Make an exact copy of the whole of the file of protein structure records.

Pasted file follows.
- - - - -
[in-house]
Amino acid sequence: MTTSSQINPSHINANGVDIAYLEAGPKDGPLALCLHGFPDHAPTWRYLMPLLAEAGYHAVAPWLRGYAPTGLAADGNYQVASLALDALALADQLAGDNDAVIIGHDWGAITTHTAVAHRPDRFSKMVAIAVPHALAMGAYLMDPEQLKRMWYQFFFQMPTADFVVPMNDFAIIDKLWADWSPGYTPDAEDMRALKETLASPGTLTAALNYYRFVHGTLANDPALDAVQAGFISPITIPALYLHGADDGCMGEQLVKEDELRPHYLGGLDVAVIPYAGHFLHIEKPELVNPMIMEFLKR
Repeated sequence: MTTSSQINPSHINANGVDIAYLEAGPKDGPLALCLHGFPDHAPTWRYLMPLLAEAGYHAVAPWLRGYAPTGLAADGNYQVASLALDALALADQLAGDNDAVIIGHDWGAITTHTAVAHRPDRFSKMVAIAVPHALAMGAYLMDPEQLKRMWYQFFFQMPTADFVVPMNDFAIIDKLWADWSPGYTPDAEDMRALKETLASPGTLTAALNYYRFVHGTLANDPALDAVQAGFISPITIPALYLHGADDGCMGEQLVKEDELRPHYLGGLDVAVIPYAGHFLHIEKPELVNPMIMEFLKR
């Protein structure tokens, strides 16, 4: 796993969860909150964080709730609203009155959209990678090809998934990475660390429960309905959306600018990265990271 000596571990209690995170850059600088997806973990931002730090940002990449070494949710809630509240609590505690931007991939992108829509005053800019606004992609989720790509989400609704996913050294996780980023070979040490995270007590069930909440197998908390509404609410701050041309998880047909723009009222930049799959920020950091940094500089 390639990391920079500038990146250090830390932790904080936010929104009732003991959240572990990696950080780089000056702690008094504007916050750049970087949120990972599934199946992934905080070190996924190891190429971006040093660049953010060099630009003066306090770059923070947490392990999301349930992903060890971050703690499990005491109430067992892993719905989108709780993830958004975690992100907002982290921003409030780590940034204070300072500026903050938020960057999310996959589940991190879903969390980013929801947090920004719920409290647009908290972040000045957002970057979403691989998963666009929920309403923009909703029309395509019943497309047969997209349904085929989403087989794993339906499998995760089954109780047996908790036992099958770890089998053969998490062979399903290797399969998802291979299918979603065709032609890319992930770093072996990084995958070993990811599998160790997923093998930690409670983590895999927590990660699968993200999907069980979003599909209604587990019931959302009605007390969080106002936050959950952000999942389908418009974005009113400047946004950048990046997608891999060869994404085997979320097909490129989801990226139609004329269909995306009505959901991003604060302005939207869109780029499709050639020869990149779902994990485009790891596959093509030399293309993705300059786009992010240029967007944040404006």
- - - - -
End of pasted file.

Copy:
[in-house]
Amino acid sequence: MTTSSQINPSHINANGVDIAYLEAGPKDGPLALCLHGFPDHAPTWRYLMPLLAEAGYHAVAPWLRGYAPTGLAADGNYQVASLALDALALADQLAGDNDAVIIGHDWGAITTHTAVAHRPDRFSKMVAIAVPHALAMGAYLMDPEQLKRMWYQFFFQMPTADFVVPMNDFAIIDKLWADWSPGYTPDAEDMRALKETLASPGTLTAALNYYRFVHGTLANDPALDAVQAGFISPITIPALYLHGADDGCMGEQLVKEDELRPHYLGGLDVAVIPYAGHFLHIEKPELVNPMIMEFLKR
Repeated sequence: MTTSSQINPSHINANGVDIAYLEAGPKDGPLALCLHGFPDHAPTWRYLMPLLAEAGYHAVAPWLRGYAPTGLAADGNYQVASLALDALALADQLAGDNDAVIIGHDWGAITTHTAVAHRPDRFSKMVAIAVPHALAMGAYLMDPEQLKRMWYQFFFQMPTADFVVPMNDFAIIDKLWADWSPGYTPDAEDMRALKETLASPGTLTAALNYYRFVHGTLANDPALDAVQAGFISPITIPALYLHGADDGCMGEQLVKEDELRPHYLGGLDVAVIPYAGHFLHIEKPELVNPMIMEFLKR
């Protein structure tokens, strides 16, 4: 796993969860909150964080709730609203009155959209990678090809998934990475660390429960309905959306600018990265990271 000596571990209690995170850059600088997806973990931002730090940002990449070494949710809630509240609590505690931007991939992108829509005053800019606004992609989720790509989400609704996913050294996780980023070979040490995270007590069930909440197998908390509404609410701050041309998880047909723009009222930049799959920020950091940094500089 390639990391920079500038990146250090830390932790904080936010929104009732003991959240572990990696950080780089000056702690008094504007916050750049970087949120990972599934199946992934905080070190996924190891190429971006040093660049953010060099630009003066306090770059923070947490392990999301349930992903060890971050703690499990005491109430067992892993719905989108709780993830958004975690992100907002982290921003409030780590940034204070300072500026903050938020960057999310996959589940991190879903969390980013929801947090920004719920409290647009908290972040000045957002970057979403691989998963666009929920309403923009909703029309395509019943497309047969997209349904085929989403087989794993339906499998995760089954109780047996908790036992099958770890089998053969998490062979399903290797399969998802291979299918979603065709032609890319992930770093072996990084995958070993990811599998160790997923093998930690409670983590895999927590990660699968993200999907069980979003599909209604587990019931959302009605007390969080106002936050959950952000999942389908418009974005009113400047946004950048990046997608891999060869994404085997979320097909490129989801990226139609004329269909995306009505959901991003604060302005939207869109780029499709050639020869990149779902994990485009790891596959093509030399293309993705300059786009992010240029967007944040404006």